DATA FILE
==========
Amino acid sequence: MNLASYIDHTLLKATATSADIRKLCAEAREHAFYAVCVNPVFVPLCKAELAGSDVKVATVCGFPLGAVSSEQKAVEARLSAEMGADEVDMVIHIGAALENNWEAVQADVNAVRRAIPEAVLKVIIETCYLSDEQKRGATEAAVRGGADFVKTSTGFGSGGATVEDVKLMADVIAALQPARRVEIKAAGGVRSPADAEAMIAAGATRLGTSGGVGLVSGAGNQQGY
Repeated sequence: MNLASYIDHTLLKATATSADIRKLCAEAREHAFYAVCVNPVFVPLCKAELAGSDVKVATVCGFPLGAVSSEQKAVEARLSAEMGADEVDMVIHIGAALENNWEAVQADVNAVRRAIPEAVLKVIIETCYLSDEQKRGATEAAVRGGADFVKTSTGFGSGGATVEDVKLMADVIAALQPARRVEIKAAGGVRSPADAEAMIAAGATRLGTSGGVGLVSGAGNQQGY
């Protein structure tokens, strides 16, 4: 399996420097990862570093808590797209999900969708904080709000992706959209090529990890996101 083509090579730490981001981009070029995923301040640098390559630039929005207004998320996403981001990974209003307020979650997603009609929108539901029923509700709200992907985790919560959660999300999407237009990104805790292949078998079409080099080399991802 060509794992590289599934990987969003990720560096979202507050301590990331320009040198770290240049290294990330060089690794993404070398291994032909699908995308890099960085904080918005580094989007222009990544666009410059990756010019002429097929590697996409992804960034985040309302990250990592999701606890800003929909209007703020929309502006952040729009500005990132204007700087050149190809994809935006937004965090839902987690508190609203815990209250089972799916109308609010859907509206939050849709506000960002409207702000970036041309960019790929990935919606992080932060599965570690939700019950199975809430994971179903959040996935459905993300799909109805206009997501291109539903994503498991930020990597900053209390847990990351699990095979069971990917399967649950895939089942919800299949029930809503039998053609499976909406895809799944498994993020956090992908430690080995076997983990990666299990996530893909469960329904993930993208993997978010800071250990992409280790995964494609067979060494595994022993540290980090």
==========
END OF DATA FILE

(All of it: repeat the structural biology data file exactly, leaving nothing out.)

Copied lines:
Amino acid sequence: MNLASYIDHTLLKATATSADIRKLCAEAREHAFYAVCVNPVFVPLCKAELAGSDVKVATVCGFPLGAVSSEQKAVEARLSAEMGADEVDMVIHIGAALENNWEAVQADVNAVRRAIPEAVLKVIIETCYLSDEQKRGATEAAVRGGADFVKTSTGFGSGGATVEDVKLMADVIAALQPARRVEIKAAGGVRSPADAEAMIAAGATRLGTSGGVGLVSGAGNQQGY
Repeated sequence: MNLASYIDHTLLKATATSADIRKLCAEAREHAFYAVCVNPVFVPLCKAELAGSDVKVATVCGFPLGAVSSEQKAVEARLSAEMGADEVDMVIHIGAALENNWEAVQADVNAVRRAIPEAVLKVIIETCYLSDEQKRGATEAAVRGGADFVKTSTGFGSGGATVEDVKLMADVIAALQPARRVEIKAAGGVRSPADAEAMIAAGATRLGTSGGVGLVSGAGNQQGY
């Protein structure tokens, strides 16, 4: 399996420097990862570093808590797209999900969708904080709000992706959209090529990890996101 083509090579730490981001981009070029995923301040640098390559630039929005207004998320996403981001990974209003307020979650997603009609929108539901029923509700709200992907985790919560959660999300999407237009990104805790292949078998079409080099080399991802 060509794992590289599934990987969003990720560096979202507050301590990331320009040198770290240049290294990330060089690794993404070398291994032909699908995308890099960085904080918005580094989007222009990544666009410059990756010019002429097929590697996409992804960034985040309302990250990592999701606890800003929909209007703020929309502006952040729009500005990132204007700087050149190809994809935006937004965090839902987690508190609203815990209250089972799916109308609010859907509206939050849709506000960002409207702000970036041309960019790929990935919606992080932060599965570690939700019950199975809430994971179903959040996935459905993300799909109805206009997501291109539903994503498991930020990597900053209390847990990351699990095979069971990917399967649950895939089942919800299949029930809503039998053609499976909406895809799944498994993020956090992908430690080995076997983990990666299990996530893909469960329904993930993208993997978010800071250990992409280790995964494609067979060494595994022993540290980090």